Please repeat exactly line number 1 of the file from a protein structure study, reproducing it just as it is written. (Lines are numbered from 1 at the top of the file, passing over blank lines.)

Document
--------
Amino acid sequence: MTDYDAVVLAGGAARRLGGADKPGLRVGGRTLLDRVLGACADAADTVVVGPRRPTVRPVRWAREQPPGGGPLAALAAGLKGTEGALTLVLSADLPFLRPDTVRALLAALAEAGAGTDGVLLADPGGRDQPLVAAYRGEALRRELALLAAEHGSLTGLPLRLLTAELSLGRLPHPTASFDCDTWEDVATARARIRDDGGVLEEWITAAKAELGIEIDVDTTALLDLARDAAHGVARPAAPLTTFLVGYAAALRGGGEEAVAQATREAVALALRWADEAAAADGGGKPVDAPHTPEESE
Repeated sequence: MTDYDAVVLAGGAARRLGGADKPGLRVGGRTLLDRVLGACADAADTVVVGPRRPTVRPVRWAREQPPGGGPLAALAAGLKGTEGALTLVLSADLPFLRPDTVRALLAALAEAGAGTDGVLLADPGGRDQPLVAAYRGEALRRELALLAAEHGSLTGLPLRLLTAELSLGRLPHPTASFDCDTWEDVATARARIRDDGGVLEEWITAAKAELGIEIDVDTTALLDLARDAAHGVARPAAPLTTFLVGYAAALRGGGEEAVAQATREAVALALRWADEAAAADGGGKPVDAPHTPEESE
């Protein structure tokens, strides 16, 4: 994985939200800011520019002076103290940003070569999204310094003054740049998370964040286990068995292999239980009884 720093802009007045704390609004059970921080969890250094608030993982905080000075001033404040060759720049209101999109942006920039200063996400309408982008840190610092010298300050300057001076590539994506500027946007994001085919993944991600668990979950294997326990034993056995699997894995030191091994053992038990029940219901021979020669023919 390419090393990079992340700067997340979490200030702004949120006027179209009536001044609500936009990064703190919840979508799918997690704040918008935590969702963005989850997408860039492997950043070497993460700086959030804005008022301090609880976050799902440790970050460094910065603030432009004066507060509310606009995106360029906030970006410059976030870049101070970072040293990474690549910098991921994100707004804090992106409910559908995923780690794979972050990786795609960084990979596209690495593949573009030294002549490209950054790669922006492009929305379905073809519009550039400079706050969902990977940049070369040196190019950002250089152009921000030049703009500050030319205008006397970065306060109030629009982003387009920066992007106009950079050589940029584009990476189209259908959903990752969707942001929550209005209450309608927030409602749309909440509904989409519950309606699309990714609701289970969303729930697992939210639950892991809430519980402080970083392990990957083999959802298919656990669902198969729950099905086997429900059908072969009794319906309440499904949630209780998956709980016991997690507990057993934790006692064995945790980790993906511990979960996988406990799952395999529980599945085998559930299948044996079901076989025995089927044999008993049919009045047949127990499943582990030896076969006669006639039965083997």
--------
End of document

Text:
Amino acid sequence: MTDYDAVVLAGGAARRLGGADKPGLRVGGRTLLDRVLGACADAADTVVVGPRRPTVRPVRWAREQPPGGGPLAALAAGLKGTEGALTLVLSADLPFLRPDTVRALLAALAEAGAGTDGVLLADPGGRDQPLVAAYRGEALRRELALLAAEHGSLTGLPLRLLTAELSLGRLPHPTASFDCDTWEDVATARARIRDDGGVLEEWITAAKAELGIEIDVDTTALLDLARDAAHGVARPAAPLTTFLVGYAAALRGGGEEAVAQATREAVALALRWADEAAAADGGGKPVDAPHTPEESE